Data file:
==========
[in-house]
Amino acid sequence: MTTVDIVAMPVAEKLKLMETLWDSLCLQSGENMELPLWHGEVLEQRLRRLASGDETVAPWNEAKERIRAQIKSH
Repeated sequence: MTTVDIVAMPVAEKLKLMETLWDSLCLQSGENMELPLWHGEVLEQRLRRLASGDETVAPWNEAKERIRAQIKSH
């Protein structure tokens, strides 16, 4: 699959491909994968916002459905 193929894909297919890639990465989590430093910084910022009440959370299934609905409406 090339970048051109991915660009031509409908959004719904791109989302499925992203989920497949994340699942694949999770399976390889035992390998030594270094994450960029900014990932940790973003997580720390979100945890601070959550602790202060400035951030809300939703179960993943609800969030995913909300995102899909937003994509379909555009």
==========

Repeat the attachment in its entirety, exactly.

[in-house]
Amino acid sequence: MTTVDIVAMPVAEKLKLMETLWDSLCLQSGENMELPLWHGEVLEQRLRRLASGDETVAPWNEAKERIRAQIKSH
Repeated sequence: MTTVDIVAMPVAEKLKLMETLWDSLCLQSGENMELPLWHGEVLEQRLRRLASGDETVAPWNEAKERIRAQIKSH
């Protein structure tokens, strides 16, 4: 699959491909994968916002459905 193929894909297919890639990465989590430093910084910022009440959370299934609905409406 090339970048051109991915660009031509409908959004719904791109989302499925992203989920497949994340699942694949999770399976390889035992390998030594270094994450960029900014990932940790973003997580720390979100945890601070959550602790202060400035951030809300939703179960993943609800969030995913909300995102899909937003994509379909555009």